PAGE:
Wednesday, February 2nd 2011

EIZO Intros 27'' Professional Display with Wide Color Gamut

EIZO announced its latest display for professionals, the FlexScan SX2762W-HX. This 27-inch LCD display bears a 16:9 aspect ratio, with a native resolution of 2560 x 1440 pixels. The display uses an IPS panel that gives 97 percent Adobe RGB palette coverage, with 850:1 static contrast ratio and 270 cd/m² brightness. Panel response time is rated at 6 ms. An ambient light sensor adjusts settings optimized to the lighting conditions, while a proximity sensor lets the display know if the user is away from keyboard, which then sends the display into a power-saving mode.

The FlexScan SX2762W-HX takes input from dual-link DVI, DisplayPort, and mini-DisplayPort. It packs a USB 2.0 hub that gives users easy access to a couple of ports. The stand allows height, tilt, and pivot adjustments. Slated for release in the second week of February, the EIZO FlexScan SX2762W-HX comes backed by a 5-year warranty, priced at US $1533.
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31 Comments on EIZO Intros 27'' Professional Display with Wide Color Gamut

#1
gumpty
by: btarunr
... a native resolution of 2560 x 1440 pixels.
:eek: :toast: :rockout:
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#2
Regenweald
The average 24 inch display can be had for less than 300$. Why does 3 more inches add the price of 4 more monitors ? with that money I could buy a high end eyefinity card and three Asus 120hz monitors.
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#3
human_error
by: Regenweald
The average 24 inch display can be had for less than 300$. Why does 3 more inches add the price of 4 more monitors ? with that money I could buy a high end eyefinity card and three Asus 120hz monitors.
Because:
The display uses an IPS panel that gives 97 percent Adobe RGB palette coverage
Far better quality screen with better colour reproduction. Those cheap $300 monitors are TN panels, which are very poor for accurate colour reproduction.
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#4
Regenweald
Yet that is still over twice the price of a 24" IPS monitor. The 27' and 30" markup is still much too high.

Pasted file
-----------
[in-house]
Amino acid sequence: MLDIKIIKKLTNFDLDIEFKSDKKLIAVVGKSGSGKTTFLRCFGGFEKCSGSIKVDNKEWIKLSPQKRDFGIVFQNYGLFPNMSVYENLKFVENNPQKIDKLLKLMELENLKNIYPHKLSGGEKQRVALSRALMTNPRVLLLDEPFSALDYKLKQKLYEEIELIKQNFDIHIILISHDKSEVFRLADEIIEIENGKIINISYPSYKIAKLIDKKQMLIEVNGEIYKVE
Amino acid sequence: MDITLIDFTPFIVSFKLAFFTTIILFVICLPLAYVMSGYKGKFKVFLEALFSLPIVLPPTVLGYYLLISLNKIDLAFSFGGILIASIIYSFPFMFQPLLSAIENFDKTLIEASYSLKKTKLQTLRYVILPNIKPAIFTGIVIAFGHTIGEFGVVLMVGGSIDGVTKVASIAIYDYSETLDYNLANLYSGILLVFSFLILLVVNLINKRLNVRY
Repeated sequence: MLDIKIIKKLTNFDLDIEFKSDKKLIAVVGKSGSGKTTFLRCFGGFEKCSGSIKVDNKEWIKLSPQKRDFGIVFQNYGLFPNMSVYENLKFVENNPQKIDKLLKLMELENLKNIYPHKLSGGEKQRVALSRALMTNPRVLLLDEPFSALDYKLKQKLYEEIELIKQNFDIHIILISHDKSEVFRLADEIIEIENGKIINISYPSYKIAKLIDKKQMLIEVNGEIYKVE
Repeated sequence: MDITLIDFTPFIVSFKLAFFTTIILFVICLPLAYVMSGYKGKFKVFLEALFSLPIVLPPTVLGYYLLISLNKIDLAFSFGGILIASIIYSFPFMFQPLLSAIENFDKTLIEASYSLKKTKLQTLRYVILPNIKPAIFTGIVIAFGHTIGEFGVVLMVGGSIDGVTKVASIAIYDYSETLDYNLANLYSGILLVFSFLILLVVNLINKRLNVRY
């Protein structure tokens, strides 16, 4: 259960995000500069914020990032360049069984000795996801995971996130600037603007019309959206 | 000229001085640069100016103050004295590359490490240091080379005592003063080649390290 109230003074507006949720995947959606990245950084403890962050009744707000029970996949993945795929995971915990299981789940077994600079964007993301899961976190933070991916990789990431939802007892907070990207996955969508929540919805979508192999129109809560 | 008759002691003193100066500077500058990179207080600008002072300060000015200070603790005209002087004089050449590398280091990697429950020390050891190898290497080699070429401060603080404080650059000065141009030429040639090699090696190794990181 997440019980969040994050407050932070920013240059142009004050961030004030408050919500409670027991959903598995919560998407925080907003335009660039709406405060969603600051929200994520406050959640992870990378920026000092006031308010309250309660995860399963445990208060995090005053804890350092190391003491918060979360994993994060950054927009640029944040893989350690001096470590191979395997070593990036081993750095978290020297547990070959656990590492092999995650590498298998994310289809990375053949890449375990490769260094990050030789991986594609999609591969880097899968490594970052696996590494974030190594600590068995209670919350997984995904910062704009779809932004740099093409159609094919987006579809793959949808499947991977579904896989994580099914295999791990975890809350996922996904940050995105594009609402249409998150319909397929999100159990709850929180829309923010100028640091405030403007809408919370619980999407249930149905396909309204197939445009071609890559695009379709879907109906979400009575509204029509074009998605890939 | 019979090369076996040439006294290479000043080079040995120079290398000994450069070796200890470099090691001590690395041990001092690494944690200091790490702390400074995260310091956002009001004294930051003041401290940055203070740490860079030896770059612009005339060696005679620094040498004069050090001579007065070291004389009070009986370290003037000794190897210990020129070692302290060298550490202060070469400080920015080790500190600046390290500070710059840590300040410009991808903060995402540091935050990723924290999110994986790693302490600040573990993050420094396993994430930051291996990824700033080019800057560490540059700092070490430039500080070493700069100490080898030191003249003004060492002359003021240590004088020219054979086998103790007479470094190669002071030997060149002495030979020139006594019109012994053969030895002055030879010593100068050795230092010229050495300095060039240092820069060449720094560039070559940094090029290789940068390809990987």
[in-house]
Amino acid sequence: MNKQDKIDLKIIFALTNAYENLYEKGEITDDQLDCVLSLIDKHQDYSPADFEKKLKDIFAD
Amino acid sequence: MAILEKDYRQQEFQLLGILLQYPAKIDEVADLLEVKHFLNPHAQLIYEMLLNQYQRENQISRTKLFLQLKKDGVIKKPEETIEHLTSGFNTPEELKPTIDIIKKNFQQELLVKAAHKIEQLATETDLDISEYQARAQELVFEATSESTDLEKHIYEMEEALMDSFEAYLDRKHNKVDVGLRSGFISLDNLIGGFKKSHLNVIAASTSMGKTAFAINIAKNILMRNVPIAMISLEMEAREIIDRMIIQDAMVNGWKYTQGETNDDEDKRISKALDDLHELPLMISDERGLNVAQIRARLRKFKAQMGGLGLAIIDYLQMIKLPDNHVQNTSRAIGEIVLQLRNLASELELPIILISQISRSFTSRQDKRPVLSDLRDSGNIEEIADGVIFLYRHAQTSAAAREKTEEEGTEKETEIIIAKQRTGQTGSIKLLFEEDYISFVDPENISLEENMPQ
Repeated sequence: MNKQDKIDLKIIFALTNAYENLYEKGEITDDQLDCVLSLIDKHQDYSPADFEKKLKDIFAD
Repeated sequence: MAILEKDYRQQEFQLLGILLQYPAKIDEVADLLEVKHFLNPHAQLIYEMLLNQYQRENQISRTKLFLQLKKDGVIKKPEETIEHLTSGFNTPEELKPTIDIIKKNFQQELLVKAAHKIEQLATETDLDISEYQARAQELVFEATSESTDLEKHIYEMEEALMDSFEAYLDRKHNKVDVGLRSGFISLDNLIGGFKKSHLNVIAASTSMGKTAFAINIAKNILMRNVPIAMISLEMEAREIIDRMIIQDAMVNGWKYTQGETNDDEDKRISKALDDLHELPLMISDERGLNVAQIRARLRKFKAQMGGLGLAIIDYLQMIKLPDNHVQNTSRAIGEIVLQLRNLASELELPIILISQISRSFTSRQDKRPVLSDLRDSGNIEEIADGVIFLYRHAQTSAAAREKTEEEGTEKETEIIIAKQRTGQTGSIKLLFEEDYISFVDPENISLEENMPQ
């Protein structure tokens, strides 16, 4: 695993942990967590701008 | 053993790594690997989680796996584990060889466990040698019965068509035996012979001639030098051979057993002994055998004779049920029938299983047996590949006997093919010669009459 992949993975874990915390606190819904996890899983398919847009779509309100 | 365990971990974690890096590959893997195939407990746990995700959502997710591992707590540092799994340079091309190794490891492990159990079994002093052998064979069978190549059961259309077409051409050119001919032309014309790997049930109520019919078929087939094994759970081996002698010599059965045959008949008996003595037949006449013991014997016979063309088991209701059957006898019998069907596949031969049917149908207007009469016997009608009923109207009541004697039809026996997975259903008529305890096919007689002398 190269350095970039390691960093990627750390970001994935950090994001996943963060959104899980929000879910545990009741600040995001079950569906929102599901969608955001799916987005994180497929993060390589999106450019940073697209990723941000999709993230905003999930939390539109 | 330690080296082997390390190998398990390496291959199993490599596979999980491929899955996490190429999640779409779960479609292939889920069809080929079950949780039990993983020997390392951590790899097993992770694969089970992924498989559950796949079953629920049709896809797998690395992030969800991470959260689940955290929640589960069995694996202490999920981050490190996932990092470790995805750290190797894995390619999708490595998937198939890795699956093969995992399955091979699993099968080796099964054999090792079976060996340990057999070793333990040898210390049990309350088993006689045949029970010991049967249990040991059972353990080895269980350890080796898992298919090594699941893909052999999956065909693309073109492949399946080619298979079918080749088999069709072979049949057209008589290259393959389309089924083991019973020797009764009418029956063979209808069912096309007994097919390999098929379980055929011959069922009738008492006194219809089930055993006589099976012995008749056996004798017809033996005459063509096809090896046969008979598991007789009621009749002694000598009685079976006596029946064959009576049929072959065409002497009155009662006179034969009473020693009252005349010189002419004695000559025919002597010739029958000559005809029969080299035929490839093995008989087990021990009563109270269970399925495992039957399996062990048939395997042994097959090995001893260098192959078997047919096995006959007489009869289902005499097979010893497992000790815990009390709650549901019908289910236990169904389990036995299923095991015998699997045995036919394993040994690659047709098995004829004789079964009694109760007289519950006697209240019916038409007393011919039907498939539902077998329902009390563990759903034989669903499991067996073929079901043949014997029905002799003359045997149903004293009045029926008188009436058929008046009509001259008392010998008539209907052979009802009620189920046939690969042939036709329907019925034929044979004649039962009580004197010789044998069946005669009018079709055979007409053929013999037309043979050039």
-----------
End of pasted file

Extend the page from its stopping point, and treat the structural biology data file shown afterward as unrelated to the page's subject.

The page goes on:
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#5

by: human_error
Because:



Far better quality screen with better colour reproduction. Those cheap $300 monitors are TN panels, which are very poor for accurate colour reproduction.
Bought a Dell U2410 for $300 mind you, plus the U3011 and U2710 cost significantly less than what they're asking.
#7
n-ster
This has a 97% RGB palette coverage + a resolution of 2560x1440 on 27" (great pixel pitch). IPS screen, and 6ms is pretty fast for IPS.

This is the top end 27" monitor, it is supposed to be expensive
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#10
Black Panther
Senior Moderator™
by: Regenweald
The average 24 inch display can be had for less than 300$. Why does 3 more inches add the price of 4 more monitors ?
Because those 24" displays apart from not being IPS panels also do not render at 2560x1440 pixels.

_____________________

I still consider this Eizo to be quite expensive though. The Dell U2711 has got the same specs (unless I missed out something) and retails for 2/3 of the price.

Edit: The Dell gets 96% RGB which is 1% less than the Eizo. That's the only difference I found.
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#11
n-ster
by: Regenweald
Some simple logic. Seems I disagree with some of you on price vs worth :)
TFT isn't IPS.... It's like saying, why is a Bugatti Veyron Supersport 1.7 million euros when at 15 000 euros I can get a Honda Civic

The combination of 27" 2560x1440, IPS, 6ms response time, and 97% RGB owns the shit out of 99.99% of all monitors
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#12
D4S4
by: Regenweald
Some simple logic. Seems I disagree with some of you on price vs worth :)
it's a professional monitor. something you'd plug in a quadro/firepro vga card. now go :eek: at their prices.
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#13
[H]@RD5TUFF
Nice I like the resolution, and it seems to be quality, but for over $1,500 I expect a USB 3 hub, and HDMI, not crappy display port!
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#14
n-ster
most high end monitors use DP IIRC
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#15
[H]@RD5TUFF
by: n-ster
most high end monitors use DP IIRC
How hard would it have been to add a HDMI port, but I would rather use the DVI, over DP.
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#16
pr0n Inspector
Obviously still an 8-bit monitor. Wide gamut for the lose.
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#17
Breit
by: pr0n Inspector
Obviously still an 8-bit monitor. Wide gamut for the lose.
What makes you say that? This monitor has hardware calibration support and works internally with a 12-Bit LUT so that should not be a problem. Besides, 'wide gamut' means that there is a large color space (deeper reds, deeper blues etc.), not necessarily more colors (in terms of color count).

By the way, have you ever tried to enable 10-Bit color support in Windows/Linux/MacOS? It's definitely not that easy... First you need a professional graphics card (Quadro/FirePro etc.), none of the consumer cards (GTX 580 / HD 6970 etc.) support that. Second you need software that support 10-Bit Deep Color (like Photoshop). Best case is that your normal applications without Deep Color support work like they used to (eventually a bit slower), worst case is they don't work at all because they don't support rendering at 10-Bit (30-/40-Bit). I have a Dell U3011 wich has 10-Bit color support and i have tried that... :)